Written information security policies should have a defined “effective date” and “expiration” or “review” date. This is critical so that individuals and organizations know when they are subject to the rules outlined in the policy, and when they can expect updates. The effective dates within your security policies should match the organization’s written objectives with regard to updating policies. For example, if written policies are to be reviewed at least annually, the effective date and review data should obviously be a year apart. As each policy comes up for review, the document owner (mentioned above) will review the document for possible updates. Once reviewed, the document can again be published with a new effective date and review date.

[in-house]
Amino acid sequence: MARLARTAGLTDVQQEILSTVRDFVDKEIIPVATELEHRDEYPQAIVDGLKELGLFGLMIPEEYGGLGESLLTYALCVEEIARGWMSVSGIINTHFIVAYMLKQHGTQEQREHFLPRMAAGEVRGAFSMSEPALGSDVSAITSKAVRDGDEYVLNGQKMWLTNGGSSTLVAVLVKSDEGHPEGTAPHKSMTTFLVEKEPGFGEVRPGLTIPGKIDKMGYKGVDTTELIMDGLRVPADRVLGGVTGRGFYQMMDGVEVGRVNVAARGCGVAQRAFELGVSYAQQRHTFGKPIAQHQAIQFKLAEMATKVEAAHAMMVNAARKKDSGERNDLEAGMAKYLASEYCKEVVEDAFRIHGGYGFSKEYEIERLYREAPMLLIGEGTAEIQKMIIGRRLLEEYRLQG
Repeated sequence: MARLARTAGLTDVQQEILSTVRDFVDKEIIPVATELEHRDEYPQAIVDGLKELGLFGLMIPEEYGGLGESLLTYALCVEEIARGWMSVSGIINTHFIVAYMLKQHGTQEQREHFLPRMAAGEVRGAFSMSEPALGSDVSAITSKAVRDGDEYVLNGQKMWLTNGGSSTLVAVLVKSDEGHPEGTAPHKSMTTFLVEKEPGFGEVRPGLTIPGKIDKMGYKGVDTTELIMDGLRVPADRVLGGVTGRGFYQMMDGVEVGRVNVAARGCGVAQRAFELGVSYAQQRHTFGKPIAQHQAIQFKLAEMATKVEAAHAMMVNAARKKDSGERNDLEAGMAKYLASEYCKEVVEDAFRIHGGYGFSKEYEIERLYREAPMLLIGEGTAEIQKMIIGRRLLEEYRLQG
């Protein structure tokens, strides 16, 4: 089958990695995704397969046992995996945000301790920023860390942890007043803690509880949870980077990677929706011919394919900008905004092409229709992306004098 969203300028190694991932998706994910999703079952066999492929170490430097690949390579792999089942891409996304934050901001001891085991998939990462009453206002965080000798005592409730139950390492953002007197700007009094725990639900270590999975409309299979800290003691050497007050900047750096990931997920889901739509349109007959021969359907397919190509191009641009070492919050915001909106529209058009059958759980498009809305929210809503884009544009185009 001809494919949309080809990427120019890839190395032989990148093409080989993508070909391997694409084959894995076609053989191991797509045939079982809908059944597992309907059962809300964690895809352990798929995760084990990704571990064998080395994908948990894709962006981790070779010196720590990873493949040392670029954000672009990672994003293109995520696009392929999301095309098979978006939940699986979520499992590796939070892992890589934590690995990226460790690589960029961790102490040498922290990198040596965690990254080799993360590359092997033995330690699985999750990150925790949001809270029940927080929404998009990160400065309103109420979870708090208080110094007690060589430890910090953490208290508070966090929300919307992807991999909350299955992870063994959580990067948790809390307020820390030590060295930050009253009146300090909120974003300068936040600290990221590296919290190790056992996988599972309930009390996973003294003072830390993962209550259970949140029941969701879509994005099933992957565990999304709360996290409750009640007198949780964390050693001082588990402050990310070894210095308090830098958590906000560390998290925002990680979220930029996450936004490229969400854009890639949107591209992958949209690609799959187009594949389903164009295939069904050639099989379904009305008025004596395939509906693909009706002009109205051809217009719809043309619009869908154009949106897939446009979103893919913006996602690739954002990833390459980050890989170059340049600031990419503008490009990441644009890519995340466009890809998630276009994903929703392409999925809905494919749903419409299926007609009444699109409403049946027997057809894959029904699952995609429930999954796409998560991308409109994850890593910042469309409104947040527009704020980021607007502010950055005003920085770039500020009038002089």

Version control and effective policy dates are necessary if the organization is going to successfully apply sanctions to individuals who may violate the policy. For example, if you don’t know which version of the Internet Acceptable Use policy restricted the use of personal instant messaging, how can you sanction anyone for violating the policy? Many users who were terminated for violating a company policy have successfully defended themselves by pleading ignorant when the company who fired them had a haphazard set of old, incomplete, and out-of-date policies. A regularly updated set of policies is another indication of management support.